Today, Brandy Station stands as a preservation success story, as this recent article from the Civil War Trust reveals. The battleground stood nearly untouched, yet unprotected into the 1980s. From the late 1980s through the early 2000s, a succession of developers threatened the battlefield. Local and national preservationists rallied to resist each attempt, including plans for an office park and plans for a Formula One racetrack. They fought off each crisis, and eventually began to buy up and protect the land, little by little. In 2003, the Civil War Trust and Brandy Station Foundation were able to open the Brandy Station Battlefield Park. Perhaps the culminating moment came last year - when the Civil War Trust was able to purchase 56 acres atop Fleetwood Hill, the critical ground at the center of the battle. Today, the central core of the battlefield (1,860 acres) has been preserved.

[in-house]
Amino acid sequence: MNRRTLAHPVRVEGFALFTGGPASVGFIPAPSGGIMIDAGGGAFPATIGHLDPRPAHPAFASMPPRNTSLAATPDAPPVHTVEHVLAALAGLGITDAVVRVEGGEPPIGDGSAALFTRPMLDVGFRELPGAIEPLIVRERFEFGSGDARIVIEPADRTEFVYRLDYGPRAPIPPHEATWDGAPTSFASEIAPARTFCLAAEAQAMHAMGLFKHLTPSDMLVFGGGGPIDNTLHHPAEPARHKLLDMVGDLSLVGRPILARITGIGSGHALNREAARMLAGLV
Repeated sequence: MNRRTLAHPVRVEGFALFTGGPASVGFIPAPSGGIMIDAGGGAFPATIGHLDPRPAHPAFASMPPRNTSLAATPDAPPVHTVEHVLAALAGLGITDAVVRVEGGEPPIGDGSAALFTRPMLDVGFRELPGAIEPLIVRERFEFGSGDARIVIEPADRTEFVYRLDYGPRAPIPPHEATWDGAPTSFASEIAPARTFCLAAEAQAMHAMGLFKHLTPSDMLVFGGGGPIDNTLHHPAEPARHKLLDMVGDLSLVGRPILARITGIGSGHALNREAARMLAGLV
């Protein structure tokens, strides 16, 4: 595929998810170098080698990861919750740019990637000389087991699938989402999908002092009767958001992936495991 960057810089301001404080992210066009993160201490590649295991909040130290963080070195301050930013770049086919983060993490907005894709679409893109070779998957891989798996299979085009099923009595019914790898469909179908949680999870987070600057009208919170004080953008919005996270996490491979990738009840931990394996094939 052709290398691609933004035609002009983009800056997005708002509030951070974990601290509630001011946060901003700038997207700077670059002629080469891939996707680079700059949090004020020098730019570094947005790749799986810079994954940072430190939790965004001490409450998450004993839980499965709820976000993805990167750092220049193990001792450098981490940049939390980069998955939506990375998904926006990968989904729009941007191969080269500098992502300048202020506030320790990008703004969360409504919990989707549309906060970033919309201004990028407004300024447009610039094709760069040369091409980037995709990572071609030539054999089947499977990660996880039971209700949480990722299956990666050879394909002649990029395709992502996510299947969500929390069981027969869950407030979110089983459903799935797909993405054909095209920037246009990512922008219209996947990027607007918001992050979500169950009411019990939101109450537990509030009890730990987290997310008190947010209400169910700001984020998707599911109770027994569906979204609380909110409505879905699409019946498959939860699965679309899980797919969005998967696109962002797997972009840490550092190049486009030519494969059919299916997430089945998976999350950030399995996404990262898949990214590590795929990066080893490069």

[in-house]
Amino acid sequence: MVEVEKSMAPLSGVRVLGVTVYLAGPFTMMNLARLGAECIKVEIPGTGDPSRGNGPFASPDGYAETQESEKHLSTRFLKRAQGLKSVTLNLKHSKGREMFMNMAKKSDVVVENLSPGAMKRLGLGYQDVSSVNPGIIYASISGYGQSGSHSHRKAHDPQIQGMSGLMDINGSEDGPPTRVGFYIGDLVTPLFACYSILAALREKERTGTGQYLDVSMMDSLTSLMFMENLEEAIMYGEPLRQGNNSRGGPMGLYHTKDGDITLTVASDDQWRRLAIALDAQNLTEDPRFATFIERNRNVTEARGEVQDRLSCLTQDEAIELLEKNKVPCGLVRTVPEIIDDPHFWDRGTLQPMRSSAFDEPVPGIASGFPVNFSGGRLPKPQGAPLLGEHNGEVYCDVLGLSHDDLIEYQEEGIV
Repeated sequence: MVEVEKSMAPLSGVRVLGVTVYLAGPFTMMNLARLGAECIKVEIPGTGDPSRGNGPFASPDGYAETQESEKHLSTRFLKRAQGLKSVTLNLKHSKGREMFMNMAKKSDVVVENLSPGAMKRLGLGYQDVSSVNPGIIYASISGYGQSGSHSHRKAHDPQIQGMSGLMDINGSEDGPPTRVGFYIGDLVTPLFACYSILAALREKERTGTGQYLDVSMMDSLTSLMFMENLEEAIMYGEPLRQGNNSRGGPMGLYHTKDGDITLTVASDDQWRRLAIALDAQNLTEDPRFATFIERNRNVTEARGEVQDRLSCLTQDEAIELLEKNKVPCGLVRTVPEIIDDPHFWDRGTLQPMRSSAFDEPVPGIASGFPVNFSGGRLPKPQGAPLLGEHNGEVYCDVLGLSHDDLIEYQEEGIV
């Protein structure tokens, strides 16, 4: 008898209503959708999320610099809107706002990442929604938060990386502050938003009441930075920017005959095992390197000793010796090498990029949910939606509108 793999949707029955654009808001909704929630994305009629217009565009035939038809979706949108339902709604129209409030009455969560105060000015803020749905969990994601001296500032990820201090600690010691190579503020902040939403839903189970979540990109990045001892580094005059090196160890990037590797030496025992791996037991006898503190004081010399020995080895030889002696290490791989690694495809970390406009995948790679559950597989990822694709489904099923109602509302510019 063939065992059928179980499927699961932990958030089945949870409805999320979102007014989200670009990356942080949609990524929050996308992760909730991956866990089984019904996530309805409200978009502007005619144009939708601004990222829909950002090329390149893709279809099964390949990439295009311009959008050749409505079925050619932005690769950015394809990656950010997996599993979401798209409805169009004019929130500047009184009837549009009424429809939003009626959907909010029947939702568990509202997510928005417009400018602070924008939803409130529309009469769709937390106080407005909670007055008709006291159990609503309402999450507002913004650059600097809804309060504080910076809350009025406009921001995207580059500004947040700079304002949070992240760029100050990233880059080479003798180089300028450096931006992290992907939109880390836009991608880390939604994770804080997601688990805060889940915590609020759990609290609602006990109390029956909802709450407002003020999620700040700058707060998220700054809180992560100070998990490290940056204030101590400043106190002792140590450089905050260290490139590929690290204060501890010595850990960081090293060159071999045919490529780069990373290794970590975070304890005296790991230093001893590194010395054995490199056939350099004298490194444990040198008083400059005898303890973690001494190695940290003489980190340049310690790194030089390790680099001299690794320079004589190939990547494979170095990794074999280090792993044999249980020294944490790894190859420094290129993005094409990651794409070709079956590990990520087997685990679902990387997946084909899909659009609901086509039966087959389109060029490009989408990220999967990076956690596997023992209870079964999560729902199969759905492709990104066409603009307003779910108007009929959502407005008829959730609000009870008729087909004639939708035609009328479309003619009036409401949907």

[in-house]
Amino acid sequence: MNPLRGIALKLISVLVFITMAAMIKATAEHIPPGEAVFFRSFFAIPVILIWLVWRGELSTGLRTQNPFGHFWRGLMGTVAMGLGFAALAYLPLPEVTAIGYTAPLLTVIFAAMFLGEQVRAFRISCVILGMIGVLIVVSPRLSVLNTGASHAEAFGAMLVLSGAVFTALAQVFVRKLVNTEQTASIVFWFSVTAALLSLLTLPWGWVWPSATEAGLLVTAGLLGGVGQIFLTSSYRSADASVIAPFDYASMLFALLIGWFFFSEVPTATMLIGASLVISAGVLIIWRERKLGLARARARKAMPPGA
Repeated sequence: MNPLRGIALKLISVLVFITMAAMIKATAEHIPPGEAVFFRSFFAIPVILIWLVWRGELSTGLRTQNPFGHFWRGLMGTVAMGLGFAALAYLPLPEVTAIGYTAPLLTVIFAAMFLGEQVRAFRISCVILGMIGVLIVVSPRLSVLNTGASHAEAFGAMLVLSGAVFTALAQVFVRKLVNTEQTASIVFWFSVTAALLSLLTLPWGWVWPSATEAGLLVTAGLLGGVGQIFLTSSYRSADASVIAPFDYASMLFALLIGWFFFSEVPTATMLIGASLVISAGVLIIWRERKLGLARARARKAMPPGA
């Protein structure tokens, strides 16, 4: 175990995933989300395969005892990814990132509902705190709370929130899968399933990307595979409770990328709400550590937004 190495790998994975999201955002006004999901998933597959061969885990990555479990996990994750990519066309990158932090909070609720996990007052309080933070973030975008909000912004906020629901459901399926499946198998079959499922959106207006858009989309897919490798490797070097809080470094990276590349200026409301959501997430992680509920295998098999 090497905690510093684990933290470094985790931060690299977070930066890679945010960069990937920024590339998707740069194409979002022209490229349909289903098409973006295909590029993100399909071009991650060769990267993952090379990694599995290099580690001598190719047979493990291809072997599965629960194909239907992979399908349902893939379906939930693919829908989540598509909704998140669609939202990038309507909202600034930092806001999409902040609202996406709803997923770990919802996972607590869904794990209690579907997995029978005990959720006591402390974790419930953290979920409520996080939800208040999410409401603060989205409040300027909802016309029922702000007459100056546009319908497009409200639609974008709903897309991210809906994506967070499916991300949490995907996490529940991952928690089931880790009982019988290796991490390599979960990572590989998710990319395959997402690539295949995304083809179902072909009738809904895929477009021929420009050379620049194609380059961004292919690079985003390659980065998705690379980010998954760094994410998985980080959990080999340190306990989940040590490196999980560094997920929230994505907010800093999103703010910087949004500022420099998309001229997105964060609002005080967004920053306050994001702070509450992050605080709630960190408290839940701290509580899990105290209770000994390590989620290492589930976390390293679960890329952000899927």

I began my tour of Brandy Station by pulling my car off the road on Route 685 (the old Carolina Road) at a location that provides a nice vantage point from which to view Fleetwood Hill. Here two interpretive signs related "The Race for Fleetwood Hill" and "The Struggle for Fleetwood Hill." The high ground served as Stuart's headquarters during the battle, and as the highest eminence around, it was the key terrain. With its recent acquisition, I hope that the Civil War Trust will soon open up a hiking trail here with interpretive signage, as they have done so well in other locations at Brandy Station, and on other battlefields. For the time being, there is not much more to explore in this location, at least for someone unfamiliar with the battlefield, as I was.

Leaving Fleetwood Hill, I traveled northeast and turned onto the Beverly Ford Road, modern route 676. After passing by the Culpeper Regional Airport, I turned left into the Battlefield Park and left my car to enjoy the Buford's Knoll Interpretive Trail. This two mile out-and-back hike contains four interpretive markers.


The first markers describe Buford's initial advance along the Beverly Ford Road, the Confederate response, and the death of Colonel Benjamin "Grimes" Davis as he led the Union advance that morning.